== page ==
Action plan for organic production in the EU
A sustainable food system is at the heart of the European Green Deal. Under the Green Deal’s Farm to Fork strategy, the European Commission has set a target of ‘at least 25% of the EU’s agricultural land under organic farming and a significant increase in organic aquaculture by 2030’.
The Commission has set out a comprehensive organic action plan for the European Union. Through it, the Commission will aim to achieve the European Green Deal target of 25% of agricultural land under organic farming by 2030.
The new organic action plan builds on the achievements of the 2014-20 action plan and takes into account the outcome of a public consultation on organics, held between September and November 2020.
The action plan is broken into three interlinked axes that reflect the structure of the food supply chain and the Green Deal's sustainability objectives.
Axis 1: stimulate demand and ensure consumer trust.
Axis 2: stimulate conversion and reinforce the entire value chain.
Axis 3: organics leading by example: improve the contribution of organic farming to environmental sustainability.
The three axes will be supported by 23 actions, continuing some of the successful 2014-20 actions, as well as putting forward an array of new actions and mobilising different sources of funding.
Stronger support in the new common agricultural policy
The common agricultural policy (CAP) will be mobilised fully to support the implementation of the action plan. Financial support for organics will continue to be offered through rural development commitments, with an additional stream of funding made available through eco-schemes. CAP support will also include technical assistance and the exchange of best practices and innovations in organics. Farm advisory services will be strengthened, notably as part of Agricultural Knowledge and Innovation Systems (AKIS), to promote relevant knowledge exchange.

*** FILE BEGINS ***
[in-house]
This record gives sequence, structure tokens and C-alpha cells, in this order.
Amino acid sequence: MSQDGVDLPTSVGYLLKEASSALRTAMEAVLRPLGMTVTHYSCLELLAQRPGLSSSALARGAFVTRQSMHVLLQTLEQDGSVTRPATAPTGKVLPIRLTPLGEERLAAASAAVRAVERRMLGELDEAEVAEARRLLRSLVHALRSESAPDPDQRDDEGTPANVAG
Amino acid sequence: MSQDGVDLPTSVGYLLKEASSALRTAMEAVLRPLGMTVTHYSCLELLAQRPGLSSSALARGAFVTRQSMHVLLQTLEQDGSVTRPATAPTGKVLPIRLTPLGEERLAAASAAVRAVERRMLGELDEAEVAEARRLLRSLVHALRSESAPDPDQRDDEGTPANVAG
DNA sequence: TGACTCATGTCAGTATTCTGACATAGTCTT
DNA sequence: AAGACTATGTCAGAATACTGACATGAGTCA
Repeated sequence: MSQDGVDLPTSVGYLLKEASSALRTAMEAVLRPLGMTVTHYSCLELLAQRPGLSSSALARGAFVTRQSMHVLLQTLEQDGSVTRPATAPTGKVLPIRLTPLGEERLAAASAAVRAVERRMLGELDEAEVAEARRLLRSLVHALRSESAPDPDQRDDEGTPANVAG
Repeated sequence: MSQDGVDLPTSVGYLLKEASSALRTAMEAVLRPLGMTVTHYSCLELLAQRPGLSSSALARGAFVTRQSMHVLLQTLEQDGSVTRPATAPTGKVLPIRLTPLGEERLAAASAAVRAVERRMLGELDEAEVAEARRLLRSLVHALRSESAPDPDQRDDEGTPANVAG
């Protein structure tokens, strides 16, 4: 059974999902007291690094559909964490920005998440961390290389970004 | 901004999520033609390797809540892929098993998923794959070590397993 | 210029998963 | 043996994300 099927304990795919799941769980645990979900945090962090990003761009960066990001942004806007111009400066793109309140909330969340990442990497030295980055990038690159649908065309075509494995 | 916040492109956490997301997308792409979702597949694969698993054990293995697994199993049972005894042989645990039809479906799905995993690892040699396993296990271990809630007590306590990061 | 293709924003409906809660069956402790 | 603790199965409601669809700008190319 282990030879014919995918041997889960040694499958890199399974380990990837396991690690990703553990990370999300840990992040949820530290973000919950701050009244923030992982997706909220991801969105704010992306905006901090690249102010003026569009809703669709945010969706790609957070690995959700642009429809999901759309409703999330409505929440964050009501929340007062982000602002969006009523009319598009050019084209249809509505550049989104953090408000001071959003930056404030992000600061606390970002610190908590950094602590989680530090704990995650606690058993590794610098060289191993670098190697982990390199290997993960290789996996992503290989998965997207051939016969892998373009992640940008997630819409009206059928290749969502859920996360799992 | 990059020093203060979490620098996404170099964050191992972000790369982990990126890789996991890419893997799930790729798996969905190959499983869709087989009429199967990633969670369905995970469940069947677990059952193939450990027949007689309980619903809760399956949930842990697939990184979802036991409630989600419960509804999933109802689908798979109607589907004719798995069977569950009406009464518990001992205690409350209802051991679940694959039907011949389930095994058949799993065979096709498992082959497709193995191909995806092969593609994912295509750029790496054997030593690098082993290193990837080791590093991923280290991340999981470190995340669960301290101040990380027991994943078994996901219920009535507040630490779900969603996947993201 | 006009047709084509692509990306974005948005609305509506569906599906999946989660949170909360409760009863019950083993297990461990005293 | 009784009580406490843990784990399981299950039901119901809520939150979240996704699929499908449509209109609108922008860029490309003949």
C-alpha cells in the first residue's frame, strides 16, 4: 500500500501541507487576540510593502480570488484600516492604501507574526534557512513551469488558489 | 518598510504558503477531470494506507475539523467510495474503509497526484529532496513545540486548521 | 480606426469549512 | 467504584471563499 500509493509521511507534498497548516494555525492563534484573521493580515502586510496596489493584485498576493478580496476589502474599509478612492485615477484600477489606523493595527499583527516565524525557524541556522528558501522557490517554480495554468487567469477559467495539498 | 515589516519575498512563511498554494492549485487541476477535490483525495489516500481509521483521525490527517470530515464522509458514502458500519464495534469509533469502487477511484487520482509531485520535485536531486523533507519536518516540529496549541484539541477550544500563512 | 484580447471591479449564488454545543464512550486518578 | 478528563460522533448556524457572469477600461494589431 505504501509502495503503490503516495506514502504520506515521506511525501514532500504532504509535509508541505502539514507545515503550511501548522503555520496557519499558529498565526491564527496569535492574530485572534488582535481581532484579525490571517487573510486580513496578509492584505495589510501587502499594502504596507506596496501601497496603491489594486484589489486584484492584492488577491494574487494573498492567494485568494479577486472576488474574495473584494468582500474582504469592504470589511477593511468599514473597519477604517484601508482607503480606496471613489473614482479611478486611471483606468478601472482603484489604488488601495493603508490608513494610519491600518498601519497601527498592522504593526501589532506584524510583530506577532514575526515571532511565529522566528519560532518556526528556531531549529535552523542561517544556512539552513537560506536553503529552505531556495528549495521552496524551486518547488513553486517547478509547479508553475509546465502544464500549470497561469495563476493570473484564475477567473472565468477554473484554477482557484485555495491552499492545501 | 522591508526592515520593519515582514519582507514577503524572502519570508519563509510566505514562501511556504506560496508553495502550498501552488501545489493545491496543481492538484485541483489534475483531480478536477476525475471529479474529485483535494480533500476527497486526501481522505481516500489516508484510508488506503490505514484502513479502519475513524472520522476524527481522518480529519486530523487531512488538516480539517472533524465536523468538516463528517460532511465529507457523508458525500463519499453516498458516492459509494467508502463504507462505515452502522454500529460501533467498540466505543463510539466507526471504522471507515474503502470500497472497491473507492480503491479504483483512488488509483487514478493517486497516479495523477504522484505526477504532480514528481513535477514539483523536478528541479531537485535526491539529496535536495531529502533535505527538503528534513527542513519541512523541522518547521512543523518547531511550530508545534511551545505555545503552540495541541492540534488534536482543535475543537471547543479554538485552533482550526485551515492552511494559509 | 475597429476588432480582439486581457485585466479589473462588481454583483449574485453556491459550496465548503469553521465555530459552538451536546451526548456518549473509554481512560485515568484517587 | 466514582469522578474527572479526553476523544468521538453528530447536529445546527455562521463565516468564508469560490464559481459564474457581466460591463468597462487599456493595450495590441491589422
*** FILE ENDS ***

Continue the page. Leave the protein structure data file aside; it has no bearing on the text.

Focus on research and innovation
Organic farming is knowledge-intensive. However, there is still a clear need to further enhance the knowledge so that organic farming can become even more sustainable and also more productive. To support the ambitions of the action plan, the Commission intends to dedicate at least 30% of the budget for research and innovation actions in the fields of agriculture, forestry and rural areas to topics specific to or relevant for the organic sector. This includes issues such as increased crop yields, genetic biodiversity and alternatives to contentious products.
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By producing high quality food with low environmental impact, organic farming will play an essential role in developing a sustainable food system for the EU.
To achieve this target and to help the organics sector reach its full potential, the Commission is putting forward an action plan for organic production in the EU.
Boosting consumer demand
Axis 1: stimulate demand and ensure consumer trust
EU citizens increasingly value organic products. Based on the 2020 Eurobarometer survey on EU agriculture and the CAP, citizens believe that organic products are more likely to comply with specific rules on pesticides, fertilisers, and antibiotics (82% agreed), are more environmentally friendly (81%), and are produced with higher respect for animal welfare (80%). According to the survey, 56% of citizens recognise the organic logo, up from 27% in 2017.